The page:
2. In the short-term, British / European co-productions will be harder (very likely). Official co-productions allow international film producers to work together to create a film which can gain state protections and tax benefits from multiple countries at the same time. In the immediate future, co-productions between British and European countries will become harder, due to the fall in the value of the Pound and the growing uncertainty.
  3. In the long-term, British / European co-productions may need new legislation (unclear).  Official co-productions are only possible between countries which have signed a treaty defining co-production rules. The UK currently has active treaties with Australia, Canada, China, India, Israel, Jamaica, Morocco, New Zealand, the Occupied Palestinian Territories, South Africa and the EU.  The EU treaty is called the European Convention on Cinematographic Co-Production and was signed in October 1992 in Strasbourg.  This European treaty is not exclusively for just EU members as it refers to its signatories as “member States and the other States Parties to the European Cultural Convention”.  The UK signed the original treaty as a member of the EU so conceivably it would need to sign up again as a “European non-member State”.  Interestingly, the UK already has a separate co-production agreement with France, signed in 1994, so British / French co-productions may not be affected by Brexit in the same way co-productions with other EU member states are.
  4. British content will be much less attractive to European broadcasters (almost certain). Some European countries have quotas on the amount of European content their exhibitors and broadcasters must show.  For example, the majority (i.e. minimum of 51%) of French entertainment broadcast transmission time must be taken up with programs of European origin.  Not only did this increase demand for native UK films and television shows but it also made UK / US co-productions more attractive.  For example, ‘The Night Manager’ was a £30 million co-production between the BBC and AMC, which also qualified as an EU production.  In a post-Brexit world, it is very unlikely that such products will be classed as ‘European’ and will therefore lose a large part of their value to European countries with such quotas.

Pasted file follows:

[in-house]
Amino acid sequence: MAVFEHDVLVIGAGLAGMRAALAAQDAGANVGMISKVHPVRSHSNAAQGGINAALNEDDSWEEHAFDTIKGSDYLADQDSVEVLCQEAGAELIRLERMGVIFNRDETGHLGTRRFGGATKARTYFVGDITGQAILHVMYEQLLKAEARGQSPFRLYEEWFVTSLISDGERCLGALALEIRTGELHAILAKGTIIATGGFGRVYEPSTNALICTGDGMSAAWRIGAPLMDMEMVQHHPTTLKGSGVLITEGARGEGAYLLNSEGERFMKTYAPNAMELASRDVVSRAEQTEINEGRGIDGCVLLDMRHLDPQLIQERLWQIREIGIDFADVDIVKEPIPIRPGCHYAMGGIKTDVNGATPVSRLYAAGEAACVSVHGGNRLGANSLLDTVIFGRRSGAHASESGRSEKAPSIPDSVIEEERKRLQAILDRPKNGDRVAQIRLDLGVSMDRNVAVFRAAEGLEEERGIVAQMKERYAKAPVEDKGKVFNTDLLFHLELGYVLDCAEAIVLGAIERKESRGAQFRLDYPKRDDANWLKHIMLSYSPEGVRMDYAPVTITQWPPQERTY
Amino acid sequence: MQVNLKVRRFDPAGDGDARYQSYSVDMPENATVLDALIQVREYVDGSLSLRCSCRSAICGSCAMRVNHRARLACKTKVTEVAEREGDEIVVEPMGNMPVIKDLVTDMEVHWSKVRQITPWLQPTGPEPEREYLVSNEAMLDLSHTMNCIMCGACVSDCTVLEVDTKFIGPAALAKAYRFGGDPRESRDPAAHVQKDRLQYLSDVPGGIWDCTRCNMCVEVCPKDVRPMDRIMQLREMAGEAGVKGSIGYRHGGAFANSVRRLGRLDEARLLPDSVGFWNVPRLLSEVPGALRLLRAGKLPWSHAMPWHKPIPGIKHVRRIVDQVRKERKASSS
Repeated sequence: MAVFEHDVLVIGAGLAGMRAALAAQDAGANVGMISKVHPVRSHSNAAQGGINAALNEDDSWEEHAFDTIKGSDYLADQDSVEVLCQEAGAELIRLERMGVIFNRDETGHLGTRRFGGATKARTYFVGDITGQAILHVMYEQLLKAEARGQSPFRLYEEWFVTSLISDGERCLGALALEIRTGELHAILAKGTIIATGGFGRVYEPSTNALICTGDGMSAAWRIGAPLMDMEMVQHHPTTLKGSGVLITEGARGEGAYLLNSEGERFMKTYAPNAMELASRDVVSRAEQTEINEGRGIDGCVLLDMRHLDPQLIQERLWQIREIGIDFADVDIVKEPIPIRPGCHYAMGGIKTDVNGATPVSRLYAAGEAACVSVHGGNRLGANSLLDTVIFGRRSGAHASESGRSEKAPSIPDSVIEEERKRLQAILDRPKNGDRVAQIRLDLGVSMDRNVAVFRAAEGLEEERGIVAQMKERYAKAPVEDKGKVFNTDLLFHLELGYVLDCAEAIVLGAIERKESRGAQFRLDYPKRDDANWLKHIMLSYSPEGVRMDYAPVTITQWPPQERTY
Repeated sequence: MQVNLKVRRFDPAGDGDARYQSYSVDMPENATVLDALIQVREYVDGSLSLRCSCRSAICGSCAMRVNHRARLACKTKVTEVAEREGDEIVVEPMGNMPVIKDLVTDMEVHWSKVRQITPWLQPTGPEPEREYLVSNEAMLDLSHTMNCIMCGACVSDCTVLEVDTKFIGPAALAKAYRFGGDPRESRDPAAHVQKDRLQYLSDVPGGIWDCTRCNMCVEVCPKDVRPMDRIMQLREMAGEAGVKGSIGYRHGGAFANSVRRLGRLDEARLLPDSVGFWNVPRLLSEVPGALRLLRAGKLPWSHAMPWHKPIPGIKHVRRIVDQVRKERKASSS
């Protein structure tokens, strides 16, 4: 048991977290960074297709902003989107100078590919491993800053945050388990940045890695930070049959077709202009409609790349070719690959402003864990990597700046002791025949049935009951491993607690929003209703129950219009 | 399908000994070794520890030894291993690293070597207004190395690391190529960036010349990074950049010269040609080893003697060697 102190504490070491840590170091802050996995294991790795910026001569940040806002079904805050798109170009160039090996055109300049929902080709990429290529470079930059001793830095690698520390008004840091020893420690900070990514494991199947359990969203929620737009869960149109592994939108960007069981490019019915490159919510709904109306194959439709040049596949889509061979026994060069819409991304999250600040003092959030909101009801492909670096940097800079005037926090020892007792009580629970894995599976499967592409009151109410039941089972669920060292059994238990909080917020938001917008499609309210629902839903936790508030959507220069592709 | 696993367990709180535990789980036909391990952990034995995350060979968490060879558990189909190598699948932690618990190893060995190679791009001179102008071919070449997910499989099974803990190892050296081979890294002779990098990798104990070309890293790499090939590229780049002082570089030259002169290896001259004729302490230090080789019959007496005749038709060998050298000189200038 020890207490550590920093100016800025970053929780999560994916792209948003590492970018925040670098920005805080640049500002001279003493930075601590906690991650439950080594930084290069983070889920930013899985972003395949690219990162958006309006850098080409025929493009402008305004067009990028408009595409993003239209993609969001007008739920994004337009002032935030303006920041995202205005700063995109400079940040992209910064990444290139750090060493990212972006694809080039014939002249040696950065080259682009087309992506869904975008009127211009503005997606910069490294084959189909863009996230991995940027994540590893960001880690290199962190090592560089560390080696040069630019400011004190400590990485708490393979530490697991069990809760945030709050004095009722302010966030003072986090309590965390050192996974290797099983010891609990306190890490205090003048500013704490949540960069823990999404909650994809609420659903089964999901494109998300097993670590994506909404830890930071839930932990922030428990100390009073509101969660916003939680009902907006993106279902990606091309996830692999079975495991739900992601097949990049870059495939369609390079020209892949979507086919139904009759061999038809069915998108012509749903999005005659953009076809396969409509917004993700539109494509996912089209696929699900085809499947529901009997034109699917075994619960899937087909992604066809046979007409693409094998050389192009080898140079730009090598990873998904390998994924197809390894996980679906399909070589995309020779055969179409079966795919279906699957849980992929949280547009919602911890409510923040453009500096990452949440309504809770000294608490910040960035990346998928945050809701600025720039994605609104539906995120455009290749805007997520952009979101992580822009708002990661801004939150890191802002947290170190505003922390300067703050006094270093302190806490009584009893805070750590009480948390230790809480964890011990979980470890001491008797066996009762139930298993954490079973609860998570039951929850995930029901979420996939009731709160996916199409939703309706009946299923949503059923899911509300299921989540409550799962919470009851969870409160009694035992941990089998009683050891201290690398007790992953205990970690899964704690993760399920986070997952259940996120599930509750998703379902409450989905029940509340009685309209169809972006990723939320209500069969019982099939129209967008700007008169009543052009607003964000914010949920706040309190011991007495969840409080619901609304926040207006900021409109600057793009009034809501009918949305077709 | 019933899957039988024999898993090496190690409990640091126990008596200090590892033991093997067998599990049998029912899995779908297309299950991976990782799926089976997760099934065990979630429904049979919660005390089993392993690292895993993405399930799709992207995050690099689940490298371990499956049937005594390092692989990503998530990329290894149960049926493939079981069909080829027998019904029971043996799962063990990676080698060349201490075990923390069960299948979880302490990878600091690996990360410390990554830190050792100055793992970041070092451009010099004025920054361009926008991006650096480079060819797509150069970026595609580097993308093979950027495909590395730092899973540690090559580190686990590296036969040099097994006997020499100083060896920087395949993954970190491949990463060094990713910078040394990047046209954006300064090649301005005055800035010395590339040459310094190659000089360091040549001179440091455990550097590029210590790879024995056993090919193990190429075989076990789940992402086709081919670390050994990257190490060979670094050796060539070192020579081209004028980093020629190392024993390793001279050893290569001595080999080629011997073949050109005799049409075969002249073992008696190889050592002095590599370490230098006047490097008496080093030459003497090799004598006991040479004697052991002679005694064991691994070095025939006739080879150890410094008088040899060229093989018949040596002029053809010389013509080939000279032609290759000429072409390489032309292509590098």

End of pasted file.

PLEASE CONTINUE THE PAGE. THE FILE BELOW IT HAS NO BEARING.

5. Increased complexities for international cast and crew (possible but unclear).  One of the features of a unified Europe is the free movement of people, goods and services.  New visa requirements and work permits could affect both British people filming in Europe and European people filming in the UK.  That said, the issue is a little more complicated than just ‘in or out’ of the EU. This passport and border controls are covered not by the EU but instead by the Schengen Agreement, and only 22 of the EU’s 28 member states are currently signed up (also, the UK and Ireland have certain opt-outs),  In addition, Iceland, Lichtenstein, Norway and Switzerland are members of the Schengen Area but not of the EU.  The basics of the free movement of people and services is also not simply an EU issue, but was instead established in the Treaty of Rome. So it’s not clear what would happen post-Brexit as new agreements will need to be reached in order to keep the free movement protections the film industry has enjoyed until now.
  6. Fewer UK films will be distributed in Europe (certain). EU funding has supported the export of UK film to Europe to a massive degree. In fact, between 2007-13, almost €45 million was spent to bring UK films to European cinema audiences.  Details of which films were supported follow in the next section.
  7. Blue is the warmest colourFewer international films will be distributed in the UK (certain, although the extent is unknown).  Between 2007-13, UK-based businesses received over €20 million in EU funding to support the release of European films in the UK.  In addition, if Brexit continues to cause a weak Pound then it becomes more expensive for UK distributors to acquire new content.  However, this will affect all UK distributors equally, so may only reduce the amount UK distributors can pay upfront (known as the Minumum Guarantee, or MG) rather than prevent distribution entirely.
  8. UK independent cinemas will lose income.  (certain, although the extent is unknown).  56 UK independent cinemas receive funding from the EU as part of the Europa Cinema scheme, which supports cinemas which commit an average of 67% of their programming to European films.  Between 2007-13, this averaged out to over €103,000 per cinema.